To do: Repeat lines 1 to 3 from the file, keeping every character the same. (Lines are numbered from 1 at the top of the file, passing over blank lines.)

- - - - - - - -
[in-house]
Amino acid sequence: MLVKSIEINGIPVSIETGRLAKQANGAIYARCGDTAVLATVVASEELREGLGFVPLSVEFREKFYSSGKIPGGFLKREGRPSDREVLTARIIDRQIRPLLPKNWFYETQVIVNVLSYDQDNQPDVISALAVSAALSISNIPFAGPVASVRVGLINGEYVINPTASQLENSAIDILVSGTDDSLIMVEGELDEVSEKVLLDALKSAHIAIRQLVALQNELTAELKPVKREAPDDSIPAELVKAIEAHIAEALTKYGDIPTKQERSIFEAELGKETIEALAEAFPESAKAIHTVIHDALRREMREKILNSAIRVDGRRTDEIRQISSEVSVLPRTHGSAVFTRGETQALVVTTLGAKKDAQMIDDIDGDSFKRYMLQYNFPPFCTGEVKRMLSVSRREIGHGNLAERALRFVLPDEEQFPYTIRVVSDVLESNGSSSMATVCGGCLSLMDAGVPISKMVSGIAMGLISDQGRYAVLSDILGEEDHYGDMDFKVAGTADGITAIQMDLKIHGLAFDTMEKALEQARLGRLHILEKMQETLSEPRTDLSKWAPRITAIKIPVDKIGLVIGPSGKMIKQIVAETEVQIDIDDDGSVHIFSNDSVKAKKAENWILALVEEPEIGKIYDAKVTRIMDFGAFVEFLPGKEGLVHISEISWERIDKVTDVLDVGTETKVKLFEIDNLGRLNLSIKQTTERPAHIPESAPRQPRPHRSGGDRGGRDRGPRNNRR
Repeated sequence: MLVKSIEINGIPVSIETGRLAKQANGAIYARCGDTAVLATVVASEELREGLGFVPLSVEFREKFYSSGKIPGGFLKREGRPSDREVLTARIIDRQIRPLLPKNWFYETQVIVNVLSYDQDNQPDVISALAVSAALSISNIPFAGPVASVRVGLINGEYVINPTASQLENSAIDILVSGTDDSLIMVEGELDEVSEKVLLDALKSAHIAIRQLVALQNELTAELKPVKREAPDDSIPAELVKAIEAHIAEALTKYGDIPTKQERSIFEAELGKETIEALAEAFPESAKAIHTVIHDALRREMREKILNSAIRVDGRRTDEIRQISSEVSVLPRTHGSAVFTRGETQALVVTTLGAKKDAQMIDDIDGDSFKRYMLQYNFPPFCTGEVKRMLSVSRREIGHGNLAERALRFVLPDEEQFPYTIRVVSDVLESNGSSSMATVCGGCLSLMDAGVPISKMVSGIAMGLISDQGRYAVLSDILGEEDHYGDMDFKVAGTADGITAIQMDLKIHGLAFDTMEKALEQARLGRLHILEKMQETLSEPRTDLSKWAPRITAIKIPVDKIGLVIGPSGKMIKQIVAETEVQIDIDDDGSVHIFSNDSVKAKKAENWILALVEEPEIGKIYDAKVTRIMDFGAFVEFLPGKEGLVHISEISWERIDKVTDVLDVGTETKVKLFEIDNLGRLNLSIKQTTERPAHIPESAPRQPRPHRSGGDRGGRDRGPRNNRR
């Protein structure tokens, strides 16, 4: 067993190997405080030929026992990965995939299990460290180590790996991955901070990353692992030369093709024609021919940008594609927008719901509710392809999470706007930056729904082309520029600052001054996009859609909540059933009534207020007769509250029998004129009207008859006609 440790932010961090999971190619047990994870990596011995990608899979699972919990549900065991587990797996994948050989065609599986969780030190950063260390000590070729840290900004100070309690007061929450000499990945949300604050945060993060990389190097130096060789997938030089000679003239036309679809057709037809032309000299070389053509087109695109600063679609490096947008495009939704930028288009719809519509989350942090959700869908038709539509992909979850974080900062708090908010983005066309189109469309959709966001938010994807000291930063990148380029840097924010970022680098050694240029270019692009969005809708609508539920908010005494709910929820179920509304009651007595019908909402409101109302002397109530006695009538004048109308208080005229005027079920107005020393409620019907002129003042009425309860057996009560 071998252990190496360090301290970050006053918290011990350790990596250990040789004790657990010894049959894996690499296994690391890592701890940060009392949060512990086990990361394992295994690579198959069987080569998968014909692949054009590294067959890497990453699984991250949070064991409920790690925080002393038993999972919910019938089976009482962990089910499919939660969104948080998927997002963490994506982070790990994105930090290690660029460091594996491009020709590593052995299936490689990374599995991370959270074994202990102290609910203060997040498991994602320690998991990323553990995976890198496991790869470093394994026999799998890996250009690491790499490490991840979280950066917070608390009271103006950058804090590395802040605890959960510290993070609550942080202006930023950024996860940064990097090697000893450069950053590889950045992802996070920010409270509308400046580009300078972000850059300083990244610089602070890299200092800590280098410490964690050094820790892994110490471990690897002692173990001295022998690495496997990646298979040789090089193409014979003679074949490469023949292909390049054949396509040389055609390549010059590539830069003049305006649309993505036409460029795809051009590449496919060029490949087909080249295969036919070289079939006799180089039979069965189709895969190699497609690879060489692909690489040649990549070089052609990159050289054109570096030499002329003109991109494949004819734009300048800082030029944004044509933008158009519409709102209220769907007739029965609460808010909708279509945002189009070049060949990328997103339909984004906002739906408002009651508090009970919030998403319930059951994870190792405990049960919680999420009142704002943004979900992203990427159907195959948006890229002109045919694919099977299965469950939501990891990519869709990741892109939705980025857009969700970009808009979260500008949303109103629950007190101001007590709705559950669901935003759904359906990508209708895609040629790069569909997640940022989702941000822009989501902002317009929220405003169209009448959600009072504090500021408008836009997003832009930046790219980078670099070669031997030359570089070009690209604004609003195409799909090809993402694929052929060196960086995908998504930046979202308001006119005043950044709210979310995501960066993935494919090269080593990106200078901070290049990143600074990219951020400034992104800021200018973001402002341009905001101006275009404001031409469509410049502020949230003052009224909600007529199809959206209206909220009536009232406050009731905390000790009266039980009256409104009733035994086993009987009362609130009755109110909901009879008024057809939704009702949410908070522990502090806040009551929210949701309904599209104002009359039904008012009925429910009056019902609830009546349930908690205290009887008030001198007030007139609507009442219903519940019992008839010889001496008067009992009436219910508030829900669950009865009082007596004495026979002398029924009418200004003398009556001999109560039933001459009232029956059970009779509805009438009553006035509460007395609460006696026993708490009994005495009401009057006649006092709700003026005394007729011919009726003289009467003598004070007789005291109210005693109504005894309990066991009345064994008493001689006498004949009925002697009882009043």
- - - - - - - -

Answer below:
[in-house]
Amino acid sequence: MLVKSIEINGIPVSIETGRLAKQANGAIYARCGDTAVLATVVASEELREGLGFVPLSVEFREKFYSSGKIPGGFLKREGRPSDREVLTARIIDRQIRPLLPKNWFYETQVIVNVLSYDQDNQPDVISALAVSAALSISNIPFAGPVASVRVGLINGEYVINPTASQLENSAIDILVSGTDDSLIMVEGELDEVSEKVLLDALKSAHIAIRQLVALQNELTAELKPVKREAPDDSIPAELVKAIEAHIAEALTKYGDIPTKQERSIFEAELGKETIEALAEAFPESAKAIHTVIHDALRREMREKILNSAIRVDGRRTDEIRQISSEVSVLPRTHGSAVFTRGETQALVVTTLGAKKDAQMIDDIDGDSFKRYMLQYNFPPFCTGEVKRMLSVSRREIGHGNLAERALRFVLPDEEQFPYTIRVVSDVLESNGSSSMATVCGGCLSLMDAGVPISKMVSGIAMGLISDQGRYAVLSDILGEEDHYGDMDFKVAGTADGITAIQMDLKIHGLAFDTMEKALEQARLGRLHILEKMQETLSEPRTDLSKWAPRITAIKIPVDKIGLVIGPSGKMIKQIVAETEVQIDIDDDGSVHIFSNDSVKAKKAENWILALVEEPEIGKIYDAKVTRIMDFGAFVEFLPGKEGLVHISEISWERIDKVTDVLDVGTETKVKLFEIDNLGRLNLSIKQTTERPAHIPESAPRQPRPHRSGGDRGGRDRGPRNNRR
Repeated sequence: MLVKSIEINGIPVSIETGRLAKQANGAIYARCGDTAVLATVVASEELREGLGFVPLSVEFREKFYSSGKIPGGFLKREGRPSDREVLTARIIDRQIRPLLPKNWFYETQVIVNVLSYDQDNQPDVISALAVSAALSISNIPFAGPVASVRVGLINGEYVINPTASQLENSAIDILVSGTDDSLIMVEGELDEVSEKVLLDALKSAHIAIRQLVALQNELTAELKPVKREAPDDSIPAELVKAIEAHIAEALTKYGDIPTKQERSIFEAELGKETIEALAEAFPESAKAIHTVIHDALRREMREKILNSAIRVDGRRTDEIRQISSEVSVLPRTHGSAVFTRGETQALVVTTLGAKKDAQMIDDIDGDSFKRYMLQYNFPPFCTGEVKRMLSVSRREIGHGNLAERALRFVLPDEEQFPYTIRVVSDVLESNGSSSMATVCGGCLSLMDAGVPISKMVSGIAMGLISDQGRYAVLSDILGEEDHYGDMDFKVAGTADGITAIQMDLKIHGLAFDTMEKALEQARLGRLHILEKMQETLSEPRTDLSKWAPRITAIKIPVDKIGLVIGPSGKMIKQIVAETEVQIDIDDDGSVHIFSNDSVKAKKAENWILALVEEPEIGKIYDAKVTRIMDFGAFVEFLPGKEGLVHISEISWERIDKVTDVLDVGTETKVKLFEIDNLGRLNLSIKQTTERPAHIPESAPRQPRPHRSGGDRGGRDRGPRNNRR